close_menu
close-popup
image-popup

Available languages:
close-popup
Paypal
Carta di credito
donate
Press Review

Turkish F-16 jets carry out strikes against Isis on Syrian side of border

Bombing of Islamic State positions follows deadly terrorist attack reaching into Turkey’s Kilis province that prompted military to move fighter jets to the area

Turkish warplanes struck Islamic State targets across the border in Syria on Friday, a day after the militants fired on a Turkish military outpost and killed a soldier.

 

 

A government official confirmed three F-16 jets took off from Diyarbakir airbase in south-east Turkey early on Friday and used smart bombs to hit three Isis targets across the Turkish border province of Kilis.

 

 

The bombing is a strong tactical shift for Turkey which had long been reluctant to join the US-led coalition against Isis.

 

 

The raids came as the Turkish prime minister’s office said 251 people had been detained in police raids targeting Isis and the Kurdish PKK group in 13 provinces. A statement said it was determined to fight all “terrorist” groups “without distinction”.

 

 

The official said the targets of the air strikes were two command centres and a gathering point of Isis supporters. The jets did not enter Syrian airspace, the official said.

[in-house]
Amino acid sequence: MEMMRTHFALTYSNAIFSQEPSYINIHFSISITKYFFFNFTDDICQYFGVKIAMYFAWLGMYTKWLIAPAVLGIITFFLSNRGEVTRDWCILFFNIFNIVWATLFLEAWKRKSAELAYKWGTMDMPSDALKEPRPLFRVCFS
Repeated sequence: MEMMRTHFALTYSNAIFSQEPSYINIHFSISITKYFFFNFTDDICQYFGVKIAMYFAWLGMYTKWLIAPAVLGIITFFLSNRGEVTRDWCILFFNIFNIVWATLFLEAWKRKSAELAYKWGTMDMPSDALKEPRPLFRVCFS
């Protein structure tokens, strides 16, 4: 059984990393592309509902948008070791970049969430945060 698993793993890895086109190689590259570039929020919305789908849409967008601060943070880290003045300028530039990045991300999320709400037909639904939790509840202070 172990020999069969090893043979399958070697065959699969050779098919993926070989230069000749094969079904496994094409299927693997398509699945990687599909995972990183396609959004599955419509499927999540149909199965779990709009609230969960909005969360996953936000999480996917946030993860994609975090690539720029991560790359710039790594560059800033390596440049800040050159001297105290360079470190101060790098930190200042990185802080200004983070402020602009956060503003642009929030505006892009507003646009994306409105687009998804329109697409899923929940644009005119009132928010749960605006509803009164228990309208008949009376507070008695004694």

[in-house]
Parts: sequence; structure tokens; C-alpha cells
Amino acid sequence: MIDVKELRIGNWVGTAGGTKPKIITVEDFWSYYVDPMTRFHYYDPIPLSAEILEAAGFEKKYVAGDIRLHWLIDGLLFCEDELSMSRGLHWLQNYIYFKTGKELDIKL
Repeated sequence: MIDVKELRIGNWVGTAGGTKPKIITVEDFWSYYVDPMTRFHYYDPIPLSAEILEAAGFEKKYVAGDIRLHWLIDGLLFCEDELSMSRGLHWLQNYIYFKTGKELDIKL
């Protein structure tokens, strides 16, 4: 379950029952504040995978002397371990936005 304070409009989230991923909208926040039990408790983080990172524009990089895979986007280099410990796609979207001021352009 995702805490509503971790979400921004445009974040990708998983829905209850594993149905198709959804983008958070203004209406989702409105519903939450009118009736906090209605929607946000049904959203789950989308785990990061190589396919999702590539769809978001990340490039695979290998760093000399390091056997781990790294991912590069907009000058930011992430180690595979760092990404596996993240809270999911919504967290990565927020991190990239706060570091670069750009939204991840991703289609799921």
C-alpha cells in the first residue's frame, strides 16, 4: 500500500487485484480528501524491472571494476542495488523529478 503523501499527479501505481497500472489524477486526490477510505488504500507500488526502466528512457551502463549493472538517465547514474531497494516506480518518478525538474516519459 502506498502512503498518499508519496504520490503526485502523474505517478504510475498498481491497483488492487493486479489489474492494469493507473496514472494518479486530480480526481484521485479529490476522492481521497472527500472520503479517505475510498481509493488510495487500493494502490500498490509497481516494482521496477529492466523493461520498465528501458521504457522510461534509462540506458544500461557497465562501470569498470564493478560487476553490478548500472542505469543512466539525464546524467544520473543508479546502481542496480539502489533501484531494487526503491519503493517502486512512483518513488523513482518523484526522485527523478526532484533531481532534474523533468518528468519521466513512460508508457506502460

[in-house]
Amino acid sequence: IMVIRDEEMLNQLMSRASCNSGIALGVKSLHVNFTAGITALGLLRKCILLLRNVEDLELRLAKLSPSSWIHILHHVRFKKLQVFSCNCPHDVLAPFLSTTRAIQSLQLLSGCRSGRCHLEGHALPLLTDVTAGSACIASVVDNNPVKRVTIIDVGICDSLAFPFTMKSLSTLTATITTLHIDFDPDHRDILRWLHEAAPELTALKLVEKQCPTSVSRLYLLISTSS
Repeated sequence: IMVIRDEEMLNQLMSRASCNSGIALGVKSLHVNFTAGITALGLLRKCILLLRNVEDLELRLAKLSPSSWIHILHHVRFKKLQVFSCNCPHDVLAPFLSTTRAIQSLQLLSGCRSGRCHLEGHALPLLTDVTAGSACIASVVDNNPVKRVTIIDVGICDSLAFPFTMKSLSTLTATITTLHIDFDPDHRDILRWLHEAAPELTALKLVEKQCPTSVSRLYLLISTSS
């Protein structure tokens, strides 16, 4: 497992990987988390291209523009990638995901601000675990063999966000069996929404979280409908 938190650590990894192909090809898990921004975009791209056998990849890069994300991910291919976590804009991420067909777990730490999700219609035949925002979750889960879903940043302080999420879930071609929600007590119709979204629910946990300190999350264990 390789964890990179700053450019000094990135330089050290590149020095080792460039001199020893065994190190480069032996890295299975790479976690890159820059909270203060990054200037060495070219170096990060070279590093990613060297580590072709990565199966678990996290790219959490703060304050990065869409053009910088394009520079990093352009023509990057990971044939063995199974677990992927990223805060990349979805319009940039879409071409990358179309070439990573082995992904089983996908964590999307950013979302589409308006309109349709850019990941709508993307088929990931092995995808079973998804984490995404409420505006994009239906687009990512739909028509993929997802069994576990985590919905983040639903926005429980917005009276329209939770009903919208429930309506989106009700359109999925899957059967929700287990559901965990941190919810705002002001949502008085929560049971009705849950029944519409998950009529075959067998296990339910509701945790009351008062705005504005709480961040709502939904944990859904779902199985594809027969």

Turkish media said the targets were the Syrian village of Havar, near the border, but officials would not confirm the location.

 

 

Hurriyet newspaper said the aerial operation was in retaliation for the Isis attack a day earlier and was named Operation Yalcin in honour of the non-commissioned officer who was killed in that attack.

 

 

Turkey earlier agreed to let the US-led coalition against Isis use the country’s Incirlik air base after Isis fired on its border post.

 

 

The country had previously refused to let the US-led coalition use the military facility but the attack on Turkish personnel appeared to prompt a change of heart.

 

 

Local media said Turkey scrambled its own F-16 fighter jets from their base in Diyarbakir to the Syrian border after the Kilis attack which appeared to signal the first armed confrontation between the country’s forces and Isis.

 

 

Turkish officials have raised concerns that the Isis bombing at Kilis was part of a campaign of retaliation for Turkey’s recent crackdown on IS operations in the country. In the last six months, Turkish officials say, more than 500 people suspected of working with IS have been detained.

 

 

The Guardian

Stay up to date: sign up for our newsletter

I authorize the use of my data after agreeing to the privacy-policy

For insights and analysis subscribe to our biannual journal